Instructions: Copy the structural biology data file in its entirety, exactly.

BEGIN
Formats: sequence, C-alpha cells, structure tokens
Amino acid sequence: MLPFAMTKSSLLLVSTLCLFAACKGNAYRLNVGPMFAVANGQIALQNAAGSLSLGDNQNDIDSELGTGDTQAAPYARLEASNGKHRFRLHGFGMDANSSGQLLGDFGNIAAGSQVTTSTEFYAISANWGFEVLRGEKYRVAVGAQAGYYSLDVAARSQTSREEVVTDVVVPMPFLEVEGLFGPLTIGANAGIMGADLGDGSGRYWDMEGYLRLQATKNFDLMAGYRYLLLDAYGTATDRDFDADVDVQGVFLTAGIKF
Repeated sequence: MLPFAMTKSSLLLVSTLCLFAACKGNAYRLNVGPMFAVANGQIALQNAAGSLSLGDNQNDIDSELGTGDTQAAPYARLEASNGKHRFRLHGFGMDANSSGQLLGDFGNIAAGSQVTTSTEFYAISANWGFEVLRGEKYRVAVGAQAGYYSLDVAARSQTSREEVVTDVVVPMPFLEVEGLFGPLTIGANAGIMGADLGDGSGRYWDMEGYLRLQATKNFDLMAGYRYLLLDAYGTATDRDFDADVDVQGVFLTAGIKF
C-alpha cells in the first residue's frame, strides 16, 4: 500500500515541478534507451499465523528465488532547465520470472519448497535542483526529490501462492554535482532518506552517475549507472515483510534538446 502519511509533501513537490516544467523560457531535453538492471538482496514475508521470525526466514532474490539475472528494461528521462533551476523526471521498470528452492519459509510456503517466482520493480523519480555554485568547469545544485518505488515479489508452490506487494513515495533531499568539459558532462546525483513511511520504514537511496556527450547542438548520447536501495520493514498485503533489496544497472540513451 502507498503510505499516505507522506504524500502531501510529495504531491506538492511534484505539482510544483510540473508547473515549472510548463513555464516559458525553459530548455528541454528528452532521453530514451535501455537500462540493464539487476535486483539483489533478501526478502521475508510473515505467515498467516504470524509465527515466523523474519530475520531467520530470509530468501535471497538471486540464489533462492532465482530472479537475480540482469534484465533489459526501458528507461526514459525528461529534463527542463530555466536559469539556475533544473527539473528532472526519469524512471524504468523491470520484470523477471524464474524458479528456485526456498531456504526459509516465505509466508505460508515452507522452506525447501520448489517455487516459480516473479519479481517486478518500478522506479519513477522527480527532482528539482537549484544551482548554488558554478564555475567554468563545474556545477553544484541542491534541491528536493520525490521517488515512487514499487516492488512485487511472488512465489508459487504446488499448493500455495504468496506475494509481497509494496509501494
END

Formats: sequence, C-alpha cells, structure tokens
Amino acid sequence: MLPFAMTKSSLLLVSTLCLFAACKGNAYRLNVGPMFAVANGQIALQNAAGSLSLGDNQNDIDSELGTGDTQAAPYARLEASNGKHRFRLHGFGMDANSSGQLLGDFGNIAAGSQVTTSTEFYAISANWGFEVLRGEKYRVAVGAQAGYYSLDVAARSQTSREEVVTDVVVPMPFLEVEGLFGPLTIGANAGIMGADLGDGSGRYWDMEGYLRLQATKNFDLMAGYRYLLLDAYGTATDRDFDADVDVQGVFLTAGIKF
Repeated sequence: MLPFAMTKSSLLLVSTLCLFAACKGNAYRLNVGPMFAVANGQIALQNAAGSLSLGDNQNDIDSELGTGDTQAAPYARLEASNGKHRFRLHGFGMDANSSGQLLGDFGNIAAGSQVTTSTEFYAISANWGFEVLRGEKYRVAVGAQAGYYSLDVAARSQTSREEVVTDVVVPMPFLEVEGLFGPLTIGANAGIMGADLGDGSGRYWDMEGYLRLQATKNFDLMAGYRYLLLDAYGTATDRDFDADVDVQGVFLTAGIKF
C-alpha cells in the first residue's frame, strides 16, 4: 500500500515541478534507451499465523528465488532547465520470472519448497535542483526529490501462492554535482532518506552517475549507472515483510534538446 502519511509533501513537490516544467523560457531535453538492471538482496514475508521470525526466514532474490539475472528494461528521462533551476523526471521498470528452492519459509510456503517466482520493480523519480555554485568547469545544485518505488515479489508452490506487494513515495533531499568539459558532462546525483513511511520504514537511496556527450547542438548520447536501495520493514498485503533489496544497472540513451 502507498503510505499516505507522506504524500502531501510529495504531491506538492511534484505539482510544483510540473508547473515549472510548463513555464516559458525553459530548455528541454528528452532521453530514451535501455537500462540493464539487476535486483539483489533478501526478502521475508510473515505467515498467516504470524509465527515466523523474519530475520531467520530470509530468501535471497538471486540464489533462492532465482530472479537475480540482469534484465533489459526501458528507461526514459525528461529534463527542463530555466536559469539556475533544473527539473528532472526519469524512471524504468523491470520484470523477471524464474524458479528456485526456498531456504526459509516465505509466508505460508515452507522452506525447501520448489517455487516459480516473479519479481517486478518500478522506479519513477522527480527532482528539482537549484544551482548554488558554478564555475567554468563545474556545477553544484541542491534541491528536493520525490521517488515512487514499487516492488512485487511472488512465489508459487504446488499448493500455495504468496506475494509481497509494496509501494